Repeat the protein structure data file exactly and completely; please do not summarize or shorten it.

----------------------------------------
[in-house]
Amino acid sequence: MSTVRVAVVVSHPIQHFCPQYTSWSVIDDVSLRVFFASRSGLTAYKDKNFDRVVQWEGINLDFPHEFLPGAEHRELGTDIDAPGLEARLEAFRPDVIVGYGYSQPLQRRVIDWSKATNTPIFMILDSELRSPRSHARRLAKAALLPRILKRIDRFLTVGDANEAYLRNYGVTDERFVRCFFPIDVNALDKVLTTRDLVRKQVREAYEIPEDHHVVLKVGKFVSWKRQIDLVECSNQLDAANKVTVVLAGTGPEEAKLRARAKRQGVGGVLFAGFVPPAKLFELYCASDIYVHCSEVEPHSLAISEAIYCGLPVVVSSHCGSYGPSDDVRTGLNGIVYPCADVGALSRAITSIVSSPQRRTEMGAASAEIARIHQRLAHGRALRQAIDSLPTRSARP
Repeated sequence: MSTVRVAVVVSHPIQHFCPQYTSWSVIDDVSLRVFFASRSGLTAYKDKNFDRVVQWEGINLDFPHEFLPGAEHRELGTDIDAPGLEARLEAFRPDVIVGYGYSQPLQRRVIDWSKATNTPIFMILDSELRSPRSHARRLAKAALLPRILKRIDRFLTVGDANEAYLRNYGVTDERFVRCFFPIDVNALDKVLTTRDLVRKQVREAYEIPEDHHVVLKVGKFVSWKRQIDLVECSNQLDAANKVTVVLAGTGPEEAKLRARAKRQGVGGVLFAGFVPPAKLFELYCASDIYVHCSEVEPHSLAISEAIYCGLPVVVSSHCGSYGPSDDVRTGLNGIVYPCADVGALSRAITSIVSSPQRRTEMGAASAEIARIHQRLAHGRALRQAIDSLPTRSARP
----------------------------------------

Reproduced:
[in-house]
Amino acid sequence: MSTVRVAVVVSHPIQHFCPQYTSWSVIDDVSLRVFFASRSGLTAYKDKNFDRVVQWEGINLDFPHEFLPGAEHRELGTDIDAPGLEARLEAFRPDVIVGYGYSQPLQRRVIDWSKATNTPIFMILDSELRSPRSHARRLAKAALLPRILKRIDRFLTVGDANEAYLRNYGVTDERFVRCFFPIDVNALDKVLTTRDLVRKQVREAYEIPEDHHVVLKVGKFVSWKRQIDLVECSNQLDAANKVTVVLAGTGPEEAKLRARAKRQGVGGVLFAGFVPPAKLFELYCASDIYVHCSEVEPHSLAISEAIYCGLPVVVSSHCGSYGPSDDVRTGLNGIVYPCADVGALSRAITSIVSSPQRRTEMGAASAEIARIHQRLAHGRALRQAIDSLPTRSARP
Repeated sequence: MSTVRVAVVVSHPIQHFCPQYTSWSVIDDVSLRVFFASRSGLTAYKDKNFDRVVQWEGINLDFPHEFLPGAEHRELGTDIDAPGLEARLEAFRPDVIVGYGYSQPLQRRVIDWSKATNTPIFMILDSELRSPRSHARRLAKAALLPRILKRIDRFLTVGDANEAYLRNYGVTDERFVRCFFPIDVNALDKVLTTRDLVRKQVREAYEIPEDHHVVLKVGKFVSWKRQIDLVECSNQLDAANKVTVVLAGTGPEEAKLRARAKRQGVGGVLFAGFVPPAKLFELYCASDIYVHCSEVEPHSLAISEAIYCGLPVVVSSHCGSYGPSDDVRTGLNGIVYPCADVGALSRAITSIVSSPQRRTEMGAASAEIARIHQRLAHGRALRQAIDSLPTRSARP